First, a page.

Mr. Hamilton replied with “John Kennedy”.
Back to me, I answered with “Franklin Roosevelt”.
On my challenger’s turn, he confidently answered “Lyndon Johnson”.
The spotlight turned backed to me and my time on stage was definitely wearing on me. I knew the Presidents. I knew the Democratic Party. In fact, had I been able to think even moderately clearly, I had already given myself a clue with FDR. After Roosevelt’s death, Harry Truman took over as Chief Executive. But, my mind was turning to mush and, as time ticked down, I croaked out “Warren Harding”.
I was incorrect and Mr. Hamilton was able to place his “O” in the top right corner blocking me.
So when it was my turn to choose, here is what the board looked like:
I had a choice to make. I could block my opponent, but that would have meant choosing a “red letter” category and giving him the chance to defeat me on my turn. During my previous eight games, I had avoiding picking those special categories because I did not want to give my challenger the chance to take a square on my turn. I could have chosen “Classical Music” in the middle right in the hopes that he would miss his next question and keep me alive.
Like I said, my grey matter was starting to liquefy so I did not make the best choice and I opted for the special “Number Please” category.
This is how this category worked. The host would ask a question with a numerical answer. I would give the answer. If I was exactly right, I would win the square. If not, Mr. Hamilton would have the option to say if the correct answer was “Higher” or “Lower”. If he was right, he would take the square (and the game), but if he was wrong, my “X” would take the square.
The question to me was, “How many rooms are there in the White House?”
On the videotape, you can see me look upwards. I am mentally going through all the rooms I can name in the Executive Mansion.
Throw in a bedroom and a bathroom or two and I confidently come up with the answer of…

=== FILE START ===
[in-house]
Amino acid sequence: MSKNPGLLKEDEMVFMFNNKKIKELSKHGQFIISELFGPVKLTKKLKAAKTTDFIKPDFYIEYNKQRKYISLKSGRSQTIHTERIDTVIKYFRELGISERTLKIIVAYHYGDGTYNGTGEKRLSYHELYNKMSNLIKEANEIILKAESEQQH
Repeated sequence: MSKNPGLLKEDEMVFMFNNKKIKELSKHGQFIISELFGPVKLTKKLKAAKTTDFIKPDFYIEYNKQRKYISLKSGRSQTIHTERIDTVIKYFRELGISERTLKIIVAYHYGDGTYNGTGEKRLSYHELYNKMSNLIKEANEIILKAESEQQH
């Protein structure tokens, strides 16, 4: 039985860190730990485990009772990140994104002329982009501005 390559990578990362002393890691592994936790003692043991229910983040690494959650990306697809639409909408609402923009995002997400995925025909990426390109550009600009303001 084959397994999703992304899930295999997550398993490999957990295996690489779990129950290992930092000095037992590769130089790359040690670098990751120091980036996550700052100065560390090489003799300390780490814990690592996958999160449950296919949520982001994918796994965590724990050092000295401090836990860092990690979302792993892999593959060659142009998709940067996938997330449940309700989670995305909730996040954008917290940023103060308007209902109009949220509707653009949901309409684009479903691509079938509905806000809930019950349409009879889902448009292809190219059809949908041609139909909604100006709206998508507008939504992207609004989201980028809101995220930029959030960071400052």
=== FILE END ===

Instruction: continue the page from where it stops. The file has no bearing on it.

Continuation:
Like I said, my brain was mush.
The host tells me that my answer is incorrect. The host then turns to Mr. Hamilton to ask him if the correct answer is higher or lower. The image below shows you Mr. Hamilton’s answer of “Higher”, but you can read on my face that I know my run as Tic-Tac-Dough champion is over.
My face registers the realization that my time on this game show is at an end. My adventure in the land of Q&A and winning cash and prizes has run its course.
But am I upset? Am I sad?
I think the next image answers those questions. As the host goes on to explain that the correct answer is “132” and that Mr. Hamilton is the new champion, the look on my face is…
…one of excitement.
I am happy. You can see it in my expression.
I am elated. You can almost hear it in that still image.
I am happy not for Mr. Hamilton who has won a decent pot of money and who now will wear the crown of champion and have to fend off all challengers until his brain turns to putty.
No, I am happy because my mental ordeal is over. I am happy because I can now leave the hot lights, my itchy suit, and my pinching shoes. I am happy because I can now go home and live my life again.
Mr. Hamilton, in defeating me, restored my sanity.
That’s my story.
Mind you, I was also happy at my moment of defeat because I was walking away with $49,750 in cash and prizes and the biggest winner (to date) on this incarnation of Tic-Tac-Dough. When the run of this show finally ended, I would wind up as the third-winningest champion.
P.S. I did compete against a famous person on Tic-Tac-Dough, but that’s a story for another day.